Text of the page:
I had found music that spoke to my teenage angst and "I don't want to be from here" mentality. My small group of alterna-teen friends and I embraced the gloriously depressing moodiness of The Smiths and their iconic leader, Morrissey. (I will have a separate Morrissey entry someday.) In school, I was fairly popular, with lots of "in-school" friends -- you know those people that you like but never see outside of school. But my group of real friends was a tight circle of kids who had crazy haircuts, bought clothes at The Salvation Army, wore Chucks, were liberal, and listened to all kinds of "weird" music. In fact, at my 10 year high school reunion, one of these "in-school" friends came up to me and said, "You know, John, when we were in high school, you used to rave on about The Smiths, and none of us knew what you were talking about. But when I met my future wife, she turned me on to The Smiths, and now I understand. I only wish I had listened to you in high school so I would not have wasted my time on shitty music." Alas.

And so, instead of cruising the mall or going to keg parties, my friends and I embraced our angst. We went for a lot of drives -- driving through the farm country of east central Indiana, trying to get lost. A particular pleasure was running across old-time cemeteries. I have always thought that cemeteries were very peaceful places, and those old farming town spots with ancient gravestones were always quite a find. I found them romantic, and probably helps explain why I considered The Smiths' love songs so romantic:

And if a double-decker bus
Crashes into us
To die by your side
Is such a heavenly way to die
And if a ten-ton truck
Kills the both of us
To die by your side
Well, the pleasure - the privilege is mine

Beautiful. Now don't get me wrong -- I have never been obsessed with death or anything, and my friends and I were nothing close to "goth." We just knew that Marion, Indiana could not hold us, and The Smiths helped us deal with it.

Favorite Smiths Album: The Queen is Dead

Favorite Smiths Song: "How Soon is Now?"; "Shoplifters of the World Unite" (tie)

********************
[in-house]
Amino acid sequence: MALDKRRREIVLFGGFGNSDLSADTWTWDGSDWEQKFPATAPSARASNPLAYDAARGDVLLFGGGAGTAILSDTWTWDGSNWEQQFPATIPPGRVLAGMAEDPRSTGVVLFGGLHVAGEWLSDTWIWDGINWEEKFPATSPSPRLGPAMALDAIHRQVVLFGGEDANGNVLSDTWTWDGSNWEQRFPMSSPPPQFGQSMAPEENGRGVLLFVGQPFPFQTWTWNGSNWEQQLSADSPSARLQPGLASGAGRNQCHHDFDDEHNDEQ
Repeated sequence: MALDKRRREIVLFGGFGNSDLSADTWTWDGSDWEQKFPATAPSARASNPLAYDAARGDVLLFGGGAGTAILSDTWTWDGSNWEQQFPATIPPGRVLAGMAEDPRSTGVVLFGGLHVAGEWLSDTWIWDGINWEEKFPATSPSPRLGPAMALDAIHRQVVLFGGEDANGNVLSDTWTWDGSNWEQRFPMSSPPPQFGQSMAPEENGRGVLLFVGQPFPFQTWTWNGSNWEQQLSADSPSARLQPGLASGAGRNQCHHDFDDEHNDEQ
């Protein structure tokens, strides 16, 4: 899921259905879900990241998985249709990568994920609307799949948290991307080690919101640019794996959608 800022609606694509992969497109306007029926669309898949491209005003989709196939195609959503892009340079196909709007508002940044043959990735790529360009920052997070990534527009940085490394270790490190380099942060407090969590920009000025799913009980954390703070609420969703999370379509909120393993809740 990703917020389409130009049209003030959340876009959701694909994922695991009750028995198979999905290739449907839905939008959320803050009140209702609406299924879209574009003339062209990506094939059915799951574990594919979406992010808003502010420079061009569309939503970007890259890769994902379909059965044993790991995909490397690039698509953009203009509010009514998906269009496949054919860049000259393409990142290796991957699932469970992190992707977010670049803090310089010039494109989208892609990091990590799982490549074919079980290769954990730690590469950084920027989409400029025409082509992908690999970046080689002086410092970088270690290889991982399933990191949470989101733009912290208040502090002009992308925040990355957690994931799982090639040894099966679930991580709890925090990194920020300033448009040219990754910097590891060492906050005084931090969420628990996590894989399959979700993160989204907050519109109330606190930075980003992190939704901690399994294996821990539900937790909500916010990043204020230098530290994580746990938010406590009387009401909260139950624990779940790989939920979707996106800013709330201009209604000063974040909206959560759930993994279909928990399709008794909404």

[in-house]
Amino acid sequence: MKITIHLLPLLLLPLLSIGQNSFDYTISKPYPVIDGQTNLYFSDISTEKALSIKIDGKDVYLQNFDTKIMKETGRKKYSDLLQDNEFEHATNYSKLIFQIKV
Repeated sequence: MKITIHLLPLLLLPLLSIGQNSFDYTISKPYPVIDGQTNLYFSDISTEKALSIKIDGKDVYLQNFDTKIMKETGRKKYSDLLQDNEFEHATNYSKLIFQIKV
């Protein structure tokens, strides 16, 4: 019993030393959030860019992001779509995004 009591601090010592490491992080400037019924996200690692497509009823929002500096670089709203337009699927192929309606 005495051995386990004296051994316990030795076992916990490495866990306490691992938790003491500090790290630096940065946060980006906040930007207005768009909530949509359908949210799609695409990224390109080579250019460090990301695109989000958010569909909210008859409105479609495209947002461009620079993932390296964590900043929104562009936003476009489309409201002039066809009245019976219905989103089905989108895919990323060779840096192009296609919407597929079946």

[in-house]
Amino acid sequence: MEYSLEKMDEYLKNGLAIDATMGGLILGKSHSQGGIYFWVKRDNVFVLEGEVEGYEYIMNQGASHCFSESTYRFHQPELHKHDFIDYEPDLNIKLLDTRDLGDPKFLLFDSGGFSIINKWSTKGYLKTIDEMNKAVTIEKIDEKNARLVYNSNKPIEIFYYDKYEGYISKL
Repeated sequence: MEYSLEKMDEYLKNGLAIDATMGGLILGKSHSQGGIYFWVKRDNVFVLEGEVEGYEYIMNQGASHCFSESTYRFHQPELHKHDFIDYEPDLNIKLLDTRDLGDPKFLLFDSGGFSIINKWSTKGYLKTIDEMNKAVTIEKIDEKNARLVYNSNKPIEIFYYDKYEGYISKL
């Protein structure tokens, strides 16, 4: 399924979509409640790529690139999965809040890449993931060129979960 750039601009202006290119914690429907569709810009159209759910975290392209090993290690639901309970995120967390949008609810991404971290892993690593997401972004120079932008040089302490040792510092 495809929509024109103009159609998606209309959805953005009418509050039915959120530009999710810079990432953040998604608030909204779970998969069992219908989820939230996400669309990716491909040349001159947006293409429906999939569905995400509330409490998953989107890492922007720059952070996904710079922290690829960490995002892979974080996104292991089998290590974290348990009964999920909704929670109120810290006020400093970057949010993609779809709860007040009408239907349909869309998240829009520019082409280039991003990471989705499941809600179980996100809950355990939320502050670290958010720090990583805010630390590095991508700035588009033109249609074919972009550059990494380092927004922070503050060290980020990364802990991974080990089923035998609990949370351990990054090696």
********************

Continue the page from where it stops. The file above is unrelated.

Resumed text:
Other Seminal Smiths Songs: "This Charming Man"; "The Queen is Dead"; "There is a Light That Never Goes Out"; "Sheila Take a Bow"; "Is it Really So Strange?"; "Panic"; "Ask"; "Please Please Please Let Me Get What I Want"; "Heaven Knows I'm Miserable Now"; "Stop Me If You Think You've Heard this One Before"; "Girlfriend in a Coma"

There's a club if you'd like to go . . .


At 3:54 PM, Blogger Josh posited...

fuck yeah

At 4:09 PM, Blogger Johnny V posited...

If only we could have spent AP Lit listening to your music instead of Hewitt's. Hewitt's awesome -- Avril Lavigne isn't.

At 5:47 PM, Blogger jimaal posited...

you are one

At 8:39 AM, Blogger Kid C posited...

Uh, two words: sk8r boi

At 10:42 AM, Blogger chris posited...

This is so effing awesome I dont know what to say. All my love of the Smiths has been brought out in one timely post....

At 3:27 PM, Blogger P "N" K posited...

The First Cut Is The Deepest? Anyone? Every day? Yeah...4th hour AP lit 2003/2004 feels my pain.

At 11:52 PM, Blogger Jake posited...

I think you now owe it to us to post a high school photo of yourself. You know the one I'm talking about.

At 1:05 AM, Blogger CoachDub posited...

I will have to try to dig it up. The last time I had it, I was showing it to students one year. So I have no idea where it might be now. I have some "school hodgepodge" boxes to look through...

At 1:44 PM, Blogger Toby Rider posited...

Nice... Marr is great. The only man in the 80's who wasn't afraid to drop Maj7th chords into songs.

At 3:24 PM, Blogger Jackel posited...

Love is Natural and Real
But not for you, my love

At 11:05 PM, Anonymous Da-veed posited...

This evening I was searching for explanation to songs by the The Smiths. In my path I ran into your blog. I was right there with you during your high school years. I was in Dallas,TX.